3 sure signs that a preferred candidate is losing:

Whining about media bias: check.

Smearing the opposing party with extreme labels (for Democrats it's Fascism and Republicans its Socialism/Marxism): check.

Questioning the accuracy of the polls: check.

Judging from your recent posts, Dave, I wonder which party is losing?

We've been whining about media bias and socialist democrats long before losing this election.

David G,.

Your comments hit close to home. If I was a registered Republican any longer, I'd be very embarrassed. As it is, I continue to be angry that neither major party offers anything of interest to me. Criticize the Republicans -- please. Maybe they will change their way, finally and for good. Somehow I doubt that anyone is likely to offer much of something new. If Obama wins the presidency, he will have lots of blame to spread around.


I'll give you one point. The current Democratic leadership in Congress is an embarrassment. If you have followed my blog at all (not really expecting you to), you would see several times when I get really frustrated that Pelosi and Reid not act like they are in charge.

That's one thing I like about Obama. He's presenting himself right now very well as someone who will take charge. As to how well he will do that, we'll see. But I'm not a partisan. I'm a moderate. However, the Republican party has lost its way, very badly. And I wish to see it politically destroyed, frankly.

Ditto Jim.

I hope out of a huge loss the Republican party will reinvent themselves rather than offer more of the same.

David G., there are two questions, neither of which is really a partisan question. One is how accurate the polls are as predictors of voter behavior. The other is whether the media or other interested parties use polling data strategically (to influence the views of others). I don't see how my own voting preferences (which may have leaked through my normally objective posts) matters for these questions.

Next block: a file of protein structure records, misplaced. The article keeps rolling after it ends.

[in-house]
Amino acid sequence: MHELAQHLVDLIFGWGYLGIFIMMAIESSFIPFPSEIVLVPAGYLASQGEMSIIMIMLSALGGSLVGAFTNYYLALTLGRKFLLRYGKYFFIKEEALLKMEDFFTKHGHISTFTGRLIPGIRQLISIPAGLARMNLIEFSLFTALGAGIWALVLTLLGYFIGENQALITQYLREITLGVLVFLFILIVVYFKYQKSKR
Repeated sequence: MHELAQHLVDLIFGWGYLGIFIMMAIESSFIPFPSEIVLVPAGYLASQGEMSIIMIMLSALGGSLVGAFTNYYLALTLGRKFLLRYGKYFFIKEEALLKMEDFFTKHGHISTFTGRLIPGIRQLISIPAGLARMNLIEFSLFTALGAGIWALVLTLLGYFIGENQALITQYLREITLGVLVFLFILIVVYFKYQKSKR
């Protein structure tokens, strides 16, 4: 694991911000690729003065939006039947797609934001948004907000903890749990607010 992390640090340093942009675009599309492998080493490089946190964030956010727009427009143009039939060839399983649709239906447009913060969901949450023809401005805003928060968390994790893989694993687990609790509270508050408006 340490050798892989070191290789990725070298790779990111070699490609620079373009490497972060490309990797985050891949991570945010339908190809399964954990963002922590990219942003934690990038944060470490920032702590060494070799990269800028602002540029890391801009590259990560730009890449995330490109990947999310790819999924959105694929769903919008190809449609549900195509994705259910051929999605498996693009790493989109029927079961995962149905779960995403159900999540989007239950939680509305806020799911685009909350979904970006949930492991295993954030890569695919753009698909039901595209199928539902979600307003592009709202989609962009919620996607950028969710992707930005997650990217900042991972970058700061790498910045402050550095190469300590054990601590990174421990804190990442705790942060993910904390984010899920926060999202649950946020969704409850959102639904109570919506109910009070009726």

We expect campaigns to use polling data strategically, for example favoring data showing their candidate is ahead to the media, but favoring data showing their candidate is trailing when speaking to campaign workers (to motivate them).

The biggest problem comes if some media outlets, which report general polling data to the public, use polling data strategically. For example, reporting polling data reflecting views of the general public rather than polling data drawn from likely voters. Still, that's not a partisan view -- I assume everyone would like the media to report the best available polling data, not select what data to report based on a private agenda.

Here's another short media story about polls.

Dave, suggesting that one political party complains and/or whines more than the other is just silly. Both parties do a lot of whining about the other. Suggesting that whining constitutes Democrats' "primary approach to governance" really undermines any credibility you have as a balanced reporter. (BTW, Dan's suggestion that "
there are no greater whiners than Republicans" is equally absurd).

Dave said:

I just think the charge that Republicans are whiners is unfounded,

Tim J. said:

We've been whining about media bias and socialist democrats long before losing this election.

I'm confused. So do Republicans whine or not?

I can't speak for Tim J.

The term "socialist" did not become part of the present election until Obama raised the issue by telling Joe the Plumber his goal was to "spread the wealth." Media bias has always been around, but has really come out of the closet since the McCain-Obama match-up was fixed. So the phenomena I'm talking about are fairly recent.

And I don't think talking about Obama's spread the wealth plan or media bias is whining -- it's discussing relevant issues. Issues have two sides, of course, and one can disagree without suggesting the other is merely whining. Since when did everyone take political disagreement so personally?

I don't see how my own voting preferences (which may have leaked through my normally objective posts) matters for these questions.